Shooting practice and good form...


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Old 08-24-2012, 11:41 AM   #1
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Default Shooting practice and good form...

I read and article in Outdoor Life this month about wing shooting and getting your mind to subconsciously use a correct form and follow thru. It would take a lot of shooting to get to that point and keep up good habbits.
I like to every weekend if I get a chance with my mini's and a pistol or two and I am able to shoot pretty well off hand or from the bench. As hunting season approaches I try to make sure I get and practice with whatever will be in my hands that season. I realized I need more bolt gun practice with my 22lr. I once shot at a coyote that started off at 50-60 yds and then 6 more shots on the run. The rifle was sited in but it must have deflected off a weed or 2 to miss the 1st shot. Every year when we used to quail hunt or pheasant hunt, usually takes a few shots to get into form. On our pheasant hunts, one shoots good the 1st day but will do great the 2nd day.
This weekend I hope to get out and shoot with my son, he has been saving some water bottles, we have a few tannerite shots too. I may even get up early to see if Wile E Coyote is stirring in the fields. Good luck to everyone this season! Be prepared for the good shot when presented!

-tri



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Old 08-27-2012, 01:54 AM   #2
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I read and article in Outdoor Life this month about wing shooting and getting your mind to subconsciously use a correct form and follow thru. It would take a lot of shooting to get to that point and keep up good habbits.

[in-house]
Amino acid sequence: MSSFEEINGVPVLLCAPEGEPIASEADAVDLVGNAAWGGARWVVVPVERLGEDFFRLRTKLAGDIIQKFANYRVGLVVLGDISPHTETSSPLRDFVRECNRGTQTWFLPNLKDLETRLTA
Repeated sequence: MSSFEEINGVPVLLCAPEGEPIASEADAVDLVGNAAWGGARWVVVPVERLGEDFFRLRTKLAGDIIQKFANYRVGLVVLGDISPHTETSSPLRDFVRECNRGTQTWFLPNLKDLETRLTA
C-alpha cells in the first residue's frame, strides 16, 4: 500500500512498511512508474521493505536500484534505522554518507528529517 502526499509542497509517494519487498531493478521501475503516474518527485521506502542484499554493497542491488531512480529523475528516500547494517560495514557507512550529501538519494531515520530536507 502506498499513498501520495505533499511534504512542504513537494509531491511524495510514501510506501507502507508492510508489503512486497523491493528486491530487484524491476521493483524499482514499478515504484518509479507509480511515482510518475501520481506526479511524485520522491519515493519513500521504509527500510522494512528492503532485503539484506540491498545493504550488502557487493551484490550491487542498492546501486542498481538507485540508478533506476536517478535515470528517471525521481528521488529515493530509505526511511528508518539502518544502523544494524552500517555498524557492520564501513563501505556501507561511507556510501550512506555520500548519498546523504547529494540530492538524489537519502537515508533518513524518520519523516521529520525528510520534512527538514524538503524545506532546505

I like to every weekend if I get a chance with my mini's and a pistol or two and I am able to shoot pretty well off hand or from the bench. As hunting season approaches I try to make sure I get and practice with whatever will be in my hands that season. I realized I need more bolt gun practice with my 22lr. I once shot at a coyote that started off at 50-60 yds and then 6 more shots on the run. The rifle was sited in but it must have deflected off a weed or 2 to miss the 1st shot. Every year when we used to quail hunt or pheasant hunt, usually takes a few shots to get into form. On our pheasant hunts, one shoots good the 1st day but will do great the 2nd day.
This weekend I hope to get out and shoot with my son, he has been saving some water bottles, we have a few tannerite shots too. I may even get up early to see if Wile E Coyote is stirring in the fields. Good luck to everyone this season! Be prepared for the good shot when presented!

-tri
I've always thought about a good shot as more a feeling than mechanics. There is just something about a good shot that just has a unique feel? I always concentrate on that feeling. Of course the only way to get that feeling is to do what you're doing and that's shoot some rounds.


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Old 08-27-2012, 11:53 AM   #3
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When I read the article in OL, the author said the shots become automatic and it would be like a feel for the shot.

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Old 08-29-2012, 12:42 AM   #4
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When I read the article in OL, the author said the shots become automatic and it would be like a feel for the shot.
"A feel for the shot", that's a good way to describe it. Everything else you described also sounds about right to me also. I was on the rifle team in high school many many years ago. We concentrated on mechanics and after that became ingrained is when I really started concentrating on the feel.